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3 Big Social Security Changes That Could Shake Up Your Retirement

For millions of Americans, Social Security is a lifeline. In fact, nearly one-quarter of U.S. adults expect their benefits to be their primary source of income in retirement, according to a 2022 survey from the Transamerica Center for Retirement Studies.

However, that same survey also found that a whopping 70% of participants worry that Social Security won't be there for them when they're ready to retire.

Social Security has been a hot-button issue for years, but it's been especially pressing recently as more Americans worry about the program's future. There are some big problems plaguing Social Security, and there could be even bigger changes on the horizon.

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1. Potential benefit cuts

The biggest concern for Social Security right now is the possibility of benefit cuts. The program is funded primarily through payroll taxes. The taxes of current workers fund the benefit payments for today's retirees.

However, the Social Security Administration (SSA) is currently paying out more in benefits than it's receiving from taxes, which has resulted in a deficit. The SSA has been dipping into its trust funds to avoid reducing benefits, but those trust funds won't last forever.

According to the most recent estimates from the SSA Board of Trustees, these trust funds will likely be depleted by around 2035. If nothing changes between now and then, benefit cuts could be on the table.

To be clear, Social Security is not going bankrupt. At this point, the SSA estimates that once the trust funds are depleted, there will still be enough income to cover around 80% of future benefits. In other words, while benefits won't go away entirely, seniors could face benefit cuts of up to 20% by 2035.

2. Increased full retirement age

These potential benefit cuts assume that lawmakers won't find a solution to Social Security's cash shortage before 2035. But even if Congress can come to an agreement, it will still likely result in some big changes to the program.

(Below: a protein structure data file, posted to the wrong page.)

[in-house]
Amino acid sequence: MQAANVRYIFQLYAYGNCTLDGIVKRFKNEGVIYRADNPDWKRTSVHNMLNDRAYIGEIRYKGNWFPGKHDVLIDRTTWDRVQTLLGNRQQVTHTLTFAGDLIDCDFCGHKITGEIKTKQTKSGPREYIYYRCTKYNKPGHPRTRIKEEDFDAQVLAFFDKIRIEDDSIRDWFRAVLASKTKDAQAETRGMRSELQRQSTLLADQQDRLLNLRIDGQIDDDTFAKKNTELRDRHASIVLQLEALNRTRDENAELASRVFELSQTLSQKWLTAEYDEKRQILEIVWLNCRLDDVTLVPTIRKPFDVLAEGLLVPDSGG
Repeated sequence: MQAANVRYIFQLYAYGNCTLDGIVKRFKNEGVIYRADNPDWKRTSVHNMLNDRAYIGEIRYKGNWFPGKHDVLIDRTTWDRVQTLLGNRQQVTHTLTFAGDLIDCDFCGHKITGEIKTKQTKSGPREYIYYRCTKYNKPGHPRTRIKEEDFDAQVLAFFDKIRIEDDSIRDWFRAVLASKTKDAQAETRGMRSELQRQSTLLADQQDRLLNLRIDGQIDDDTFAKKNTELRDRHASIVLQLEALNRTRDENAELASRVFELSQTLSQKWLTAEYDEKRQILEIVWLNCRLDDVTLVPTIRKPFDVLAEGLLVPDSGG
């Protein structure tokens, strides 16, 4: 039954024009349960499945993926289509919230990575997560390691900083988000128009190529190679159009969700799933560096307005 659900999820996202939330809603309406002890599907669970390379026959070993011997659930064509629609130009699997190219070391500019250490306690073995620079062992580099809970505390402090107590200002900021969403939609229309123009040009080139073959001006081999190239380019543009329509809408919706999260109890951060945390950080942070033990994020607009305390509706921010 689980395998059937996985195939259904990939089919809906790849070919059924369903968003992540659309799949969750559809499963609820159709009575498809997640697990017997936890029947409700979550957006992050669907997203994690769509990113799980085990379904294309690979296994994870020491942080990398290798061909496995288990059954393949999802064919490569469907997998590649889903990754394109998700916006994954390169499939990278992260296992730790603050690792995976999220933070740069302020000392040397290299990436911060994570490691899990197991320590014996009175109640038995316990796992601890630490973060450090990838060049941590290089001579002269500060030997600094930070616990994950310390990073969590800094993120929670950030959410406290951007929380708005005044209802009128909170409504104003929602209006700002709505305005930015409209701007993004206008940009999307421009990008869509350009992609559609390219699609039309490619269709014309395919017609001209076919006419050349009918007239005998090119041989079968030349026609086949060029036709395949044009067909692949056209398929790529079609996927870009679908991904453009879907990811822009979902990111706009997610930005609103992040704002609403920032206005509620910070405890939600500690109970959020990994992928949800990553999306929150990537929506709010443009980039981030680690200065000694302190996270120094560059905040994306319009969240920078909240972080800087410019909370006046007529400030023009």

One of the potential solutions is to raise the full retirement age (FRA). Your FRA is the age at which you're entitled to your full benefit amount, based on your work record, and is age 67 for anyone born in 1960 or later.

Some politicians have recommended raising the FRA to 68 or even 70, which would reduce the SSA's total expenses and help eliminate some of the cash shortfall. But for seniors, it would mean waiting longer to receive the full benefit amount.

Also, with a higher FRA, more seniors may end up claiming early. If you file for benefits before your FRA, your monthly checks will be permanently reduced. Say your FRA right now is age 67, but it's eventually raised to 70. If you still file at 67, you'd then be claiming three years early, resulting in much smaller checks.

3. Reduced benefits for higher earners

Another potential solution is to reduce benefits for higher earners. This would also decrease the SSA's expenditures, partially reducing the shortfall.

Because this is still just a proposal, there's little information as to who, exactly, this would affect. Some lawmakers have suggested reducing benefits for the top 20% of earners, but it's unclear what the income limits would be under this proposal.

It's also important to point out that neither of these solutions would fully solve Social Security's problem. Raising the FRA would only eliminate around 14% of the cash shortfall, according to data from the University of Maryland, while reducing benefits for high earners would eliminate around 11%.

Other changes to watch out for

The most popular and effective solution for Social Security's cash shortage is to raise taxes for those earning more than $400,000 per year. Around 79% of Republican voters and 88% of Democrats support this proposal, according to the University of Maryland, and it would also eliminate around 61% of the shortfall.

So far, lawmakers haven't come up with a single solution that would completely eliminate the cash shortage. That means Congress may need to implement more than one of these proposals to fully solve the problem.

Nothing is set in stone yet, so it's unclear what the future holds for Social Security. But by staying aware of these potential changes, you can gauge how much you'll be able to rely on your benefits — making it easier to plan for retirement.

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